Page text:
A Georgia state Senate subcommittee launched its own investigation into Atlanta's Fulton County Jail after the U.S. Department of Justice announced a federal investigation following the troubling death of a inmate. The jail has come under fire for mounting violence, overcrowding, excessive force and unsanitary conditions. Officials blame a lack of resources and each other for the crisis, USA Today reports. New accusations about funds have come to light in recent weeks, as documents revealed hundreds of thousands of dollars intended to improve inmate welfare were spent on such things as Honey Baked Ham Co. gift cards for staff, vehicles, lunches, and jugglers who performed at a community event. Commissioners rescinded $2.1 million previously allotted for an inmate health initiative.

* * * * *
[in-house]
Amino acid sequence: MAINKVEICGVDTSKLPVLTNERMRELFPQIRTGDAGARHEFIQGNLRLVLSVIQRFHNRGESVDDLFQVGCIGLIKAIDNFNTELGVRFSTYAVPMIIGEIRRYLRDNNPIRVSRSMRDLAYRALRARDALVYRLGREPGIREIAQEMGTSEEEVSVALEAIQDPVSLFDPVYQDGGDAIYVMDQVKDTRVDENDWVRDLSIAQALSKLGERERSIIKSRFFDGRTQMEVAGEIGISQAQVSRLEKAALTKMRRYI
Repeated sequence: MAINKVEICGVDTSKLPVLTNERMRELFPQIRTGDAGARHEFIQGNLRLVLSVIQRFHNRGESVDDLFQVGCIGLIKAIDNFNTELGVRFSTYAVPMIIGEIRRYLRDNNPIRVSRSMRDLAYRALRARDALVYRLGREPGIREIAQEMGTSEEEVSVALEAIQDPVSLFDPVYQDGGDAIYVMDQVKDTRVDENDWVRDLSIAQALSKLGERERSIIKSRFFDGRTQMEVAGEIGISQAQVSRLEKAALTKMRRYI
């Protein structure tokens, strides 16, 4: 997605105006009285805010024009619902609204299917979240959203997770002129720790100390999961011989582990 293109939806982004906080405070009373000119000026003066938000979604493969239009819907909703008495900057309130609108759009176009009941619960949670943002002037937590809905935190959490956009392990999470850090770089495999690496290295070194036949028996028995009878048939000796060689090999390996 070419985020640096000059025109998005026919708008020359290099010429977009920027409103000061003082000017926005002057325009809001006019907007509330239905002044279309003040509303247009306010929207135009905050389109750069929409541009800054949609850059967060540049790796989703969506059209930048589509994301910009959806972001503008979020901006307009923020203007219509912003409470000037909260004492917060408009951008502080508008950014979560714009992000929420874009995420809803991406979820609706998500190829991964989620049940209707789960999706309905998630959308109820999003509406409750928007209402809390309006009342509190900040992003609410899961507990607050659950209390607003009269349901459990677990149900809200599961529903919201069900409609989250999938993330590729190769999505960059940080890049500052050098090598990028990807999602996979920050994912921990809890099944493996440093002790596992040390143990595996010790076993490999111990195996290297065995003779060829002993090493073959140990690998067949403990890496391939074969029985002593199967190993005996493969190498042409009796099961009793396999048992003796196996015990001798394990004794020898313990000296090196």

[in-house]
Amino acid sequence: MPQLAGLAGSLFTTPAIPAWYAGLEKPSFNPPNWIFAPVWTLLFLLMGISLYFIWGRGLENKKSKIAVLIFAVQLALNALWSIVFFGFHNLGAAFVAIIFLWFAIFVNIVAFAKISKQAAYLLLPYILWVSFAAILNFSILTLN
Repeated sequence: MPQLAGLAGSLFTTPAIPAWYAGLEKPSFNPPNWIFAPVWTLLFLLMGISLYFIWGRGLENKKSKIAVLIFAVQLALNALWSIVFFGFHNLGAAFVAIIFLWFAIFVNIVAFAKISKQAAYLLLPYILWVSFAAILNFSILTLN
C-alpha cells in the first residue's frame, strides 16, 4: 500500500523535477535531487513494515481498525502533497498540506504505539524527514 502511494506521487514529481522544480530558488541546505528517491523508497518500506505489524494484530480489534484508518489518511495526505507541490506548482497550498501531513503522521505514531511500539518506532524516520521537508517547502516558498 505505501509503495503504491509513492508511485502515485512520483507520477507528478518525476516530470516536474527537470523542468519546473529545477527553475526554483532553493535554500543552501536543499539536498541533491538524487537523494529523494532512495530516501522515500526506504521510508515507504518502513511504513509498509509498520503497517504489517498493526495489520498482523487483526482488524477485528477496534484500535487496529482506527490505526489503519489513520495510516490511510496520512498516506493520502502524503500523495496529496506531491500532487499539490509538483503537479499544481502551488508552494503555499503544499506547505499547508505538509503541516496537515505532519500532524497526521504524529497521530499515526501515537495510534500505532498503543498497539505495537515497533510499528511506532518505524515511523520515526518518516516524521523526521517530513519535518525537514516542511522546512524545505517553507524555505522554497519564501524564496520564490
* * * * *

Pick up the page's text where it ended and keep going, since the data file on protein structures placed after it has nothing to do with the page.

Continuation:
Georgia lawmakers are looking at jail conditions, funding, management, and the court system, subcommittee Chair Randy Robertson said. So far this year, there have been nearly 300 stabbings, 68 assaults on staff, more than 1,000 shanks confiscated, four instances of inciting riots, 10 deaths and at least one fire, Amelia Joiner, chief counsel to Fulton County Sheriff Pat Labat told the subcommittee. Numerous other issues have been documented, including unsanitary conditions, crumbling walls and flooding inside units. Fulton County Jail has become the epicenter of the mass incarceration debate over chronically hazardous conditions and an overreliance on detainment. The U.S. holds 2 million people in jails and prisons and ranks among the highest worldwide in its dependence on incarceration, according to The Sentencing Project. "We know what causes safety in humans," said Emily Galvin-Almanza of Partners for Justice. "If a person has a roof over their head, the ability to put food on the table and access to mental health or substance use care, they are dramatically less likely to commit any kind of crime."